A new study, published in the journal Cell, by Salk scientists shows that Time-restricted eating (TRE) provides many health benefits besides weight loss.
Additionally, the study demonstrates that these benefits may vary by gender and age and indicates that TRE may be a valuable intervention for type 2 diabetes, fatty liver disease and liver cancer, and even infectious diseases such as COVID-19, in humans.
Glucose intolerance is the first step on a slippery slope toward non-alcoholic fatty liver disease and liver cancer – one of the only malignancies whose incidence and mortality rates have climbed in the last 25 to 30 years, rather than decreased.
Additionally, over 40% of Americans are currently diabetic or prediabetic, with the American Diabetes Association estimating that 1.5 million new cases will occur each year.
These trends underscore the critical importance of developing a simple therapy for glucose intolerance.
To break the norm of young male mice, the researchers administered a high-fat, high-sugar diet to male and female mice in two age groups (similar to 20- and 42-year-old people), limiting feeding to nine hours each day.
The researchers conducted studies to see how age and gender affect the consequences of TRE on a variety of health markers, including fatty liver disease, glucose management, muscle mass, performance, and endurance, and survival from sepsis, a life-threatening infection reaction.
Additionally, they took the unusual step of synchronizing their laboratory circumstances to the animals’ circadian clocks (mice sleep during the day and awaken at night), frequently employing night-vision goggles and specialised lighting.
By analysing the tissues of mice given TRE to determine their chemical composition and processes, the researchers discovered that regardless of age, gender, or weight loss profile, TRE provided significant protection against fatty liver disease, a condition affecting up to 100 million Americans and for which no medication has been approved.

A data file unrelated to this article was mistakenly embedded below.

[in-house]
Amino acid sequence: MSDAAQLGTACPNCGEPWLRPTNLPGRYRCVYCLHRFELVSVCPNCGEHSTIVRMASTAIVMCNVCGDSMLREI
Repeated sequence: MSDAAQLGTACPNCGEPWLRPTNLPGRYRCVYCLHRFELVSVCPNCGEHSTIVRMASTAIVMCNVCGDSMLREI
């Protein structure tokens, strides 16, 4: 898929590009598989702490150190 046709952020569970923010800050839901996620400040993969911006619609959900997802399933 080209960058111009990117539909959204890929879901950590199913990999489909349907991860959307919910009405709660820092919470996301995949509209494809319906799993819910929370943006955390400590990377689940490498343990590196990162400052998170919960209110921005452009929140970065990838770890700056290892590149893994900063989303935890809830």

After 16 hours of fasting, oral glucose tolerance tests on mice revealed that TRE was associated with a lower increase in blood glucose and a faster return to normal blood sugar levels in young and middle-aged males, as well as a significant improvement in glucose tolerance in young and middle-aged females.
Similarly, middle-aged females and males on TRE were more efficient at reestablishing normal blood sugar levels than control mice that had food available at all times.
This data suggests that TRE could be a low- or no-cost, user-friendly method of preventing or treating diabetes, and it corroborates the lab’s 2019 study on TRE for metabolic syndrome in humans.
Additionally, the researchers discovered that TRE may protect both males and females against sepsis-induced death – a major hazard in intensive care units, particularly during a pandemic.
The researchers tracked survival rates in mice for 13 days after delivering a toxin that created a sepsis-like state. They discovered that TRE protected both male and female mice from dying of sepsis.
Not only did TRE protect against fatty liver disease, diabetes, and sepsis-related death; it also allowed male mice to retain and build muscle mass, as well as improve muscle function (the effect did not hold for females). This conclusion is especially noteworthy for the elderly, as enhanced muscle performance can aid in preventing falls.
This surprise revelation necessitates additional research and raises new questions for the researchers: Does muscle mass increase as a result of TRE’s ability to aid in muscle repair and regeneration? How does TRE affect muscle metabolism and regeneration?
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